“We do not want to see a development where the need for health care increases sharply,” said Johan Bratt, the capital city’s health director.
The last week of February saw 6,336 new cases, almost double the 3,225 new cases recorded three weeks earlier.
Officials in neighboring Norway said restaurants and gyms in some areas would be closed after pockets of virus outbreaks in the capital Oslo and elsewhere. The move comes after more cases of the virus mutations have been reported in Norway. The changes apply as of Wednesday.
MADRID — Spain has imposed a 10-day quarantine on travelers arriving from Colombia, Peru, and eight African countries, in addition to maintaining the quarantine on arrivals from Brazil and South Africa due to concerns over new variants of the coronavirus.
Spain’s government gazette published the order on Wednesday, imposing the obligatory quarantine on those arriving from Colombia, Peru, Kenya, Zimbabwe, Ghana, Botswana, Tanzania, Zambia, Mozambique and Comoras.
The quarantine order will take effect on Monday and last for 14 days, after which it can be extended. Spain’s health ministry reported Tuesday has detected 54 cases of the South African variant and 17 cases of the Brazilian variant.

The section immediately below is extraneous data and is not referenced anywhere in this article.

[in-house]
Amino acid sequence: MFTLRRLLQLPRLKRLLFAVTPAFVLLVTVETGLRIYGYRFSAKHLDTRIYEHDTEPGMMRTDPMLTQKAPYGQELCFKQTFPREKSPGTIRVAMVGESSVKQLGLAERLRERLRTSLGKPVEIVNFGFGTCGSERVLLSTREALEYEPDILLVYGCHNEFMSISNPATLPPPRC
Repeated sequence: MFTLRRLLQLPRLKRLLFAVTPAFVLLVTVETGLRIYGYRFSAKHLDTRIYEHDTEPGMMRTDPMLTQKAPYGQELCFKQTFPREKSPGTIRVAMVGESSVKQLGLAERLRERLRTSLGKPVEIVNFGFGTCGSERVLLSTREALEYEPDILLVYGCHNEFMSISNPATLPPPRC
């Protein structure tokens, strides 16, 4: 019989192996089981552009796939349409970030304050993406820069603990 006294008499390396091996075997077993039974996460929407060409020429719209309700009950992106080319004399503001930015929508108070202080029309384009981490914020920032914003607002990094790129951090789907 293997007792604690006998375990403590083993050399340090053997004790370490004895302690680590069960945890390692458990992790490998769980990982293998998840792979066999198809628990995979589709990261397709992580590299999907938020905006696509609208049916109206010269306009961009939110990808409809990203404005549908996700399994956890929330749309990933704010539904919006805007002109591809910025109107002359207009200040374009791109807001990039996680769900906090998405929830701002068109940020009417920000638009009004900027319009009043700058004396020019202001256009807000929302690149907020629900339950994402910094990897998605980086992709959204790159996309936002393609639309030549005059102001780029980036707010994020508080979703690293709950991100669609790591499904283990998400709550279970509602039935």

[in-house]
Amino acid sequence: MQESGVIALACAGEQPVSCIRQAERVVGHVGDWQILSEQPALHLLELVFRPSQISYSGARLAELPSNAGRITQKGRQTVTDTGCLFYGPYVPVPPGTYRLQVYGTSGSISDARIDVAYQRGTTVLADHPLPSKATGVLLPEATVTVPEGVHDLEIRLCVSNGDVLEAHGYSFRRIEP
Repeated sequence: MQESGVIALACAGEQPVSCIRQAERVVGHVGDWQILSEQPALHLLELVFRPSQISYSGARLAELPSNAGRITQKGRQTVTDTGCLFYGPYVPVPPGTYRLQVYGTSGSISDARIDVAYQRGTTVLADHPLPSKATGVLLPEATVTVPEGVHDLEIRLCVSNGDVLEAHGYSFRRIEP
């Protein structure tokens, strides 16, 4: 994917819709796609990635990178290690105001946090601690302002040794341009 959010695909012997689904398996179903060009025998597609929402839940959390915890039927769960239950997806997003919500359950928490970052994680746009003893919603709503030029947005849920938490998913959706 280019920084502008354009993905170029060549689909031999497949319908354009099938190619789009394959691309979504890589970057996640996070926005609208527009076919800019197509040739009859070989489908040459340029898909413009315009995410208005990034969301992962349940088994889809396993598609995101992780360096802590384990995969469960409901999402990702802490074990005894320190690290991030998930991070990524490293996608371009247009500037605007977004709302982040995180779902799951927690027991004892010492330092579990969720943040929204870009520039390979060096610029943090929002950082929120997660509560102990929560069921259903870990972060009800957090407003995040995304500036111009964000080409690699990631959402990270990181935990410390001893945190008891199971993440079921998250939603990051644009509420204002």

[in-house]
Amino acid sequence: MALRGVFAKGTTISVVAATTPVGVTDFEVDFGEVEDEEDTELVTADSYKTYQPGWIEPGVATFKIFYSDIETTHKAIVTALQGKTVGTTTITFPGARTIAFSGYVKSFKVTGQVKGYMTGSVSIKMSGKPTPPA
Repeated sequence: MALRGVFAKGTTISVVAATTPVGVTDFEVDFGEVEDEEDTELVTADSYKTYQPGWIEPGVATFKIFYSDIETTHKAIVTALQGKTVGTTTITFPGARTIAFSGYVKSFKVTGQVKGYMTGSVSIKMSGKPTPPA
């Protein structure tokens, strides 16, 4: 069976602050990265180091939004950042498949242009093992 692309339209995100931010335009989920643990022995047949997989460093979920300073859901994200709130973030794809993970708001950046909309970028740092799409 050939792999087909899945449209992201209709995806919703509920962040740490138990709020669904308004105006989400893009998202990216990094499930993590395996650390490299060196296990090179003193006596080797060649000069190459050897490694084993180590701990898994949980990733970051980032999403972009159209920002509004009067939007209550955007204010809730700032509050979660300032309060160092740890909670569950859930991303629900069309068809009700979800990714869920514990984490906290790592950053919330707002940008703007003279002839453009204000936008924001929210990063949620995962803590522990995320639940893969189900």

Visitors can reduce the quarantine to seven days if they provide a negative result for a COVID-19 test.
HELSINKI — Estonia has issued additional coronavirus restrictions and will close restaurants and all non-essential shops for weekends to curb the worsening pandemic situation in the small Baltic country.
Effective March 6, eating establishments and most shops will close for Saturday and Sunday but will remain open during the week, the Estonian government said.
During week days, restaurants and stores need to comply with a maximum of 25% percent occupancy rate requirement. The new restrictions will remain in place until March 28.
Estonia, a nation of 1.3 million, has seen a rapidly increasing number of COVID-19 cases in the past weeks as the pandemic has spread across the nation.